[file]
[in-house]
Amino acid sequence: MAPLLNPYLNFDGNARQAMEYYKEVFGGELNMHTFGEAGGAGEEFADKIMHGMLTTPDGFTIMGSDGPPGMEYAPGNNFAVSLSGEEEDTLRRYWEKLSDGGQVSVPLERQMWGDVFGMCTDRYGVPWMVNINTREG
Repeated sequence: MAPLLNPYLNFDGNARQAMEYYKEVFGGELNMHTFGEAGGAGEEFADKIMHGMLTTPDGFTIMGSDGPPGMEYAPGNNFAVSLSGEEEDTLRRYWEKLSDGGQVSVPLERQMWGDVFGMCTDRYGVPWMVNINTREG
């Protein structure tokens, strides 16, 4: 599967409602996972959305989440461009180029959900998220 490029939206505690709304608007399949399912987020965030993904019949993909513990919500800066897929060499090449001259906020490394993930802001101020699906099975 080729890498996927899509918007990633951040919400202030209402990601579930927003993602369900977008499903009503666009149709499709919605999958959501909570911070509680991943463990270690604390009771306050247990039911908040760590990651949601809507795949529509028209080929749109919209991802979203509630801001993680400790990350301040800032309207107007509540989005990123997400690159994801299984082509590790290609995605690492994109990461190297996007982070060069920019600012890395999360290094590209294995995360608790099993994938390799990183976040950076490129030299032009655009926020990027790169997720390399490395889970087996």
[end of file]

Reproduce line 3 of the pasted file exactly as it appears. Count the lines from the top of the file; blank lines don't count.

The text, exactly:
Repeated sequence: MAPLLNPYLNFDGNARQAMEYYKEVFGGELNMHTFGEAGGAGEEFADKIMHGMLTTPDGFTIMGSDGPPGMEYAPGNNFAVSLSGEEEDTLRRYWEKLSDGGQVSVPLERQMWGDVFGMCTDRYGVPWMVNINTREG